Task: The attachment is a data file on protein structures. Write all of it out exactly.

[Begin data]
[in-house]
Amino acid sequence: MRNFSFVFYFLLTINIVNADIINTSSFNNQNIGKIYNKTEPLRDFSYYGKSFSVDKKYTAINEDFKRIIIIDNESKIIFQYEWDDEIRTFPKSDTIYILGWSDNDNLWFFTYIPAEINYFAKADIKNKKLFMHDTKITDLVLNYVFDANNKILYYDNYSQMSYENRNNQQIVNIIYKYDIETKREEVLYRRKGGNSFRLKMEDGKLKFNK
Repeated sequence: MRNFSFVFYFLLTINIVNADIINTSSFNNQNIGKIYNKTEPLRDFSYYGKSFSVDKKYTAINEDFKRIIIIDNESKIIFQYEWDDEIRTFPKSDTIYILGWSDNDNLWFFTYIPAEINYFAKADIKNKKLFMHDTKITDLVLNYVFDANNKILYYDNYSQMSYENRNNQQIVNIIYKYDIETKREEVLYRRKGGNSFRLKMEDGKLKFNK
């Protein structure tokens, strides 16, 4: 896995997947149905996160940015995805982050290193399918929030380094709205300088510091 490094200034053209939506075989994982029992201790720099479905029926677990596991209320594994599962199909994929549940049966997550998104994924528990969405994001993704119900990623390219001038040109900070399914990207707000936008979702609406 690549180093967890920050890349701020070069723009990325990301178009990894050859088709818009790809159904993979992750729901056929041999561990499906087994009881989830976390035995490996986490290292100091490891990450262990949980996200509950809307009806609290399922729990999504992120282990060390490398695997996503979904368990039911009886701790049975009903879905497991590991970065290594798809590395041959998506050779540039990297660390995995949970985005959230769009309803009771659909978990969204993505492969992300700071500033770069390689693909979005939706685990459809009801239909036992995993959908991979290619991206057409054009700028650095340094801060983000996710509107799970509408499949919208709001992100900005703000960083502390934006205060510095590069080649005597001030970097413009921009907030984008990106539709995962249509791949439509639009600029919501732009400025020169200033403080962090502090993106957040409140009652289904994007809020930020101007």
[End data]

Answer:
[in-house]
Amino acid sequence: MRNFSFVFYFLLTINIVNADIINTSSFNNQNIGKIYNKTEPLRDFSYYGKSFSVDKKYTAINEDFKRIIIIDNESKIIFQYEWDDEIRTFPKSDTIYILGWSDNDNLWFFTYIPAEINYFAKADIKNKKLFMHDTKITDLVLNYVFDANNKILYYDNYSQMSYENRNNQQIVNIIYKYDIETKREEVLYRRKGGNSFRLKMEDGKLKFNK
Repeated sequence: MRNFSFVFYFLLTINIVNADIINTSSFNNQNIGKIYNKTEPLRDFSYYGKSFSVDKKYTAINEDFKRIIIIDNESKIIFQYEWDDEIRTFPKSDTIYILGWSDNDNLWFFTYIPAEINYFAKADIKNKKLFMHDTKITDLVLNYVFDANNKILYYDNYSQMSYENRNNQQIVNIIYKYDIETKREEVLYRRKGGNSFRLKMEDGKLKFNK
């Protein structure tokens, strides 16, 4: 896995997947149905996160940015995805982050290193399918929030380094709205300088510091 490094200034053209939506075989994982029992201790720099479905029926677990596991209320594994599962199909994929549940049966997550998104994924528990969405994001993704119900990623390219001038040109900070399914990207707000936008979702609406 690549180093967890920050890349701020070069723009990325990301178009990894050859088709818009790809159904993979992750729901056929041999561990499906087994009881989830976390035995490996986490290292100091490891990450262990949980996200509950809307009806609290399922729990999504992120282990060390490398695997996503979904368990039911009886701790049975009903879905497991590991970065290594798809590395041959998506050779540039990297660390995995949970985005959230769009309803009771659909978990969204993505492969992300700071500033770069390689693909979005939706685990459809009801239909036992995993959908991979290619991206057409054009700028650095340094801060983000996710509107799970509408499949919208709001992100900005703000960083502390934006205060510095590069080649005597001030970097413009921009907030984008990106539709995962249509791949439509639009600029919501732009400025020169200033403080962090502090993106957040409140009652289904994007809020930020101007």